to impose an unnatural form on a tree without a commitment to constant maintenance. Pollarding and topiary are extreme examples of pruning to create a desired, unnatural effect. Pollarding is the practice of pruning trees annually to remove all new growth. The following year, a profusion of new branches is produced at the ends of the branches. Topiary involves pruning trees and shrubs into geometric or animal shapes. Both pollarding and topiary are specialized applications that involve pruning to change the natural form of trees. As topiary demonstrates, given enough care and attention plants can be pruned into nearly any form. Yet just as proper pruning can enhance the form or character of plants, improper pruning can destroy it.
Producing strong structure should be the emphasis when pruning young trees. As trees mature, the aim of pruning will shift to maintaining tree structure, form, health and appearance. Proper pruning cuts are made at a node, the point at which one branch or twig attaches to another. In the spring of the year growth begins at buds, and twigs grow until a new node is formed. The length of a branch between nodes is called an internode.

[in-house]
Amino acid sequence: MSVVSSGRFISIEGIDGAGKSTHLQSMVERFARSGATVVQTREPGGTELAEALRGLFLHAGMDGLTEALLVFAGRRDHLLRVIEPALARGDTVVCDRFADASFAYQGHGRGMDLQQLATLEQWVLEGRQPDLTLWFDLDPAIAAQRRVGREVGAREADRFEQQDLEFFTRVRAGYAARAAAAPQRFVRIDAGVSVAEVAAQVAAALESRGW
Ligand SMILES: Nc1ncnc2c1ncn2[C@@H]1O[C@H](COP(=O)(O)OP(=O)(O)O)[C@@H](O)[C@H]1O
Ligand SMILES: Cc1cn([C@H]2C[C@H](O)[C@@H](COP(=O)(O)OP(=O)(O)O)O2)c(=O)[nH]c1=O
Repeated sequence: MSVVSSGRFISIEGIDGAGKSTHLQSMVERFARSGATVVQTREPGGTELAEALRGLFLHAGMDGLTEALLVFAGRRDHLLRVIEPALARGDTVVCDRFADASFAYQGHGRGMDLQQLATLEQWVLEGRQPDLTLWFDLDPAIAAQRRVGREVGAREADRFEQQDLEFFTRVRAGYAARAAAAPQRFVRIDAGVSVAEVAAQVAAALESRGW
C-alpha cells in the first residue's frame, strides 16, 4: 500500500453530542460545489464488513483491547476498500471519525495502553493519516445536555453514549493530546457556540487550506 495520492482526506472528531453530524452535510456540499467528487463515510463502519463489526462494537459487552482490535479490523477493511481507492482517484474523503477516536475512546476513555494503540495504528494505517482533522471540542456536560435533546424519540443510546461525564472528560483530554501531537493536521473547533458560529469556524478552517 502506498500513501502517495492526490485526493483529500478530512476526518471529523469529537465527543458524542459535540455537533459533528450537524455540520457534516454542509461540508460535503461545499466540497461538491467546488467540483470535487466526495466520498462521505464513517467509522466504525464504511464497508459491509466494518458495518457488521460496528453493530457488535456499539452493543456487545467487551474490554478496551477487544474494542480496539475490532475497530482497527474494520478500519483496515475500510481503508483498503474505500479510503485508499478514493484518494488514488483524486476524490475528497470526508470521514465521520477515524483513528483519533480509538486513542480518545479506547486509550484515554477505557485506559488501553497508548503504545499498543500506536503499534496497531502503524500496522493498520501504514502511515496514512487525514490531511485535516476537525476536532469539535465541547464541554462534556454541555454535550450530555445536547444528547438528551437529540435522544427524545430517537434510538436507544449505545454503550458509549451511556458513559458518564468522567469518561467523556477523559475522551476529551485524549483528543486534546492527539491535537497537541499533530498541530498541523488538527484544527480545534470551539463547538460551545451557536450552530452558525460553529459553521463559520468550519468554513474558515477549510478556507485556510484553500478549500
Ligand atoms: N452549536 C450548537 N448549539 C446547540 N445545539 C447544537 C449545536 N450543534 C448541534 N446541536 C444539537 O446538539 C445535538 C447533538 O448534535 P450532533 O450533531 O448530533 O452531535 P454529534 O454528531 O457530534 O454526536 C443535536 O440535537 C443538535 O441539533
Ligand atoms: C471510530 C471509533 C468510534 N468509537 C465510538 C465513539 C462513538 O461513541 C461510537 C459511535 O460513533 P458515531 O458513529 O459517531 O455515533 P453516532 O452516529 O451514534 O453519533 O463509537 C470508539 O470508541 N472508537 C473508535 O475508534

Figure 3. Types of branch unions.
Figure 2. Crown thinning - branches to be removed are shaded in blue; pruning cuts should be made at the red lines. No more than one-fourth of the living branches should be removed at one time.
The most common types of pruning are: 1. Crown Thinning (Fig. 2) Crown thinning, primarily for hardwoods, is the selective removal of branches to increase light penetration and air movement throughout the crown of a tree. The intent is to maintain or develop a tree's structure and form. To avoid unnecessary stress and prevent excessive production of epicormic sprouts, no more than one-quarter of the living crown should be removed at a time. If it is necessary to remove more, it should be done over successive years.